I almost scrolled past it. Even when I talk about people in need and want to do something for them, even in the midst of good intentions and brave words, it is so easy to miss the pain and heartache of another.
A friend posted pictures of relief being given in Haiti after Hurricane Matthew. I almost scrolled past them. It is hard to know why all the way. Perhaps because it isn’t as tempting as click-bait promises of 5 ways of something or other. It simply isn’t as entertaining as Buzzfeed or a friend’s vacation pictures.
And if I’m honest, I don’t want to feel that pain and heartbreak right now. I’m enjoying my first quiet moments of the day, and don’t want to spend them aching for someone else.
But then, I remember who I want to be.
I want to be someone who sees. I don’t want to cover my eyes just because it is someone else or because it is painful.
I want to be someone who cares.
I want to be brokenhearted for the broken things in our world.
I click on the link, and I can hardly bear the weight of it all. There are remote regions that have yet to receive aid. There are sure to be orphaned, starving children waiting, hoping, languishing there. Christ, have mercy.
The devastation is tremendous. Home upon home upon home is destroyed.
My heart breaks, as I think it is meant to.
It was a few nights ago that my husband tossed me a copy of The Week. It is about a month old, but it was passed onto us and we’re just getting to reading it. The two page article on the starving people of Venezuela stops me in my tracks. I can’t stop the tears.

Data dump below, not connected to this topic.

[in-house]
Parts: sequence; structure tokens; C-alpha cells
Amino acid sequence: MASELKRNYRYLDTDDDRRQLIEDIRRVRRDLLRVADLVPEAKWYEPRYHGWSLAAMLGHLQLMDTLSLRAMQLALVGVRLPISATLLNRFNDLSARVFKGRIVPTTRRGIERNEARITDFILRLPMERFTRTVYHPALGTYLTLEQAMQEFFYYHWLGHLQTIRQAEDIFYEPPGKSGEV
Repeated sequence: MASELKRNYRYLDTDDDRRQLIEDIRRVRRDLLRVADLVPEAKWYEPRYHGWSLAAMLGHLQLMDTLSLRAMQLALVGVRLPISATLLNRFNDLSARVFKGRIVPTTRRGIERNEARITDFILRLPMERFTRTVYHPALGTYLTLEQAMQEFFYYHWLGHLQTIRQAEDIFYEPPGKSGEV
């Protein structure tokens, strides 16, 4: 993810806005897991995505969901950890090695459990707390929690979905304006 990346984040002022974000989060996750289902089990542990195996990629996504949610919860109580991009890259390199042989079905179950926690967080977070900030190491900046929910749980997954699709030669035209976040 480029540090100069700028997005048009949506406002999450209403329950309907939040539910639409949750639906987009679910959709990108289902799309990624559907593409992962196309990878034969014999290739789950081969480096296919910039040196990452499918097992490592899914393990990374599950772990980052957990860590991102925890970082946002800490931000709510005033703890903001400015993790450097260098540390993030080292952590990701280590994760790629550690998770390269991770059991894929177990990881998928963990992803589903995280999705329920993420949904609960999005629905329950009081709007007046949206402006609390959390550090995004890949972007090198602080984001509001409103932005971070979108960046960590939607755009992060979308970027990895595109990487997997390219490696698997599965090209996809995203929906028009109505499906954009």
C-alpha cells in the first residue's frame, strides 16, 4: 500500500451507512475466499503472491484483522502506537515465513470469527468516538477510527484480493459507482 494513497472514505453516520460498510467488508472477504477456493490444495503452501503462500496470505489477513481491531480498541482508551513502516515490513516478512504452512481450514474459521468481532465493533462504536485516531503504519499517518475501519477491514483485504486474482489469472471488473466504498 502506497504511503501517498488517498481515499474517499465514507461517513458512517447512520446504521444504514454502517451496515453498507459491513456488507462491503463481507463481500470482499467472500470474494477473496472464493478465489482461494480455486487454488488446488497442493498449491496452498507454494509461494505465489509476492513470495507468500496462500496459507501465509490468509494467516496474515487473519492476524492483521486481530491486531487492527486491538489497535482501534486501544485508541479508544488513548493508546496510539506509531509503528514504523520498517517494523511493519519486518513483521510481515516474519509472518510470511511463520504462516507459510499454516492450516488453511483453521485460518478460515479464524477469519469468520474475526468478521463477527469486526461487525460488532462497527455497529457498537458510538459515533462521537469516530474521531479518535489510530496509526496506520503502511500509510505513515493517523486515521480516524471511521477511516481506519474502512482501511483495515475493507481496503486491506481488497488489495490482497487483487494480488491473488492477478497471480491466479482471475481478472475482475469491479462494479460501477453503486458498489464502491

The injustice of people waiting in line for hours on end, just for the hope of basic supplies. Murder happening before their eyes, but no one daring to leave the line, for fear of starvation. A woman gives birth in line, because she has no food and doesn’t want to risk missing out on her own chance for nourishment. Elderly collapse in line because they have been waiting all day for aid. Meals are skipped because there simply isn’t food.
I sit and cry, aching for these parents who can not feed their children. I cry for the brokenness of it all, that there is no way to help when their government refuses any kind of assistance. I cry that this has been happening for months and nothing is changing.
And I can’t help but think that Jesus is aching and crying for these things too. As much as it hurts and I want to look away, I don’t think Jesus does.
I don’t think Jesus looks away when things hurt or are painful. In fact, I think he’s probably a weeper. I think he’s the one to not care if it is awkward or inconvenient or looks crazy. I think he is the one who is brokenhearted and near to the brokenhearted when things aren’t as they should be. As my friend, Haley says, “Jesus would be a terrible dinner guest.” He wouldn’t be afraid to wail and weep when someone is truly hurting.
Jesus never disengages with pain.
I used to think that a broken heart was a season, something to work through and heal from. But now I wonder if we are meant to always have a broken heart. Ann Voskamp says that “when the Church isn’t for the suffering–the church isn’t for Christ.” And I think she may be right. Being in the midst of the suffering and pain is where we find Jesus, and I don’t think that can happen without our hearts being broken regularly.
I’m not the best at this. I know how it is to read things someone writes. It almost automatically sounds polished and put together, like they have it figured it out. Please hear beyond how it sounds when I write these words.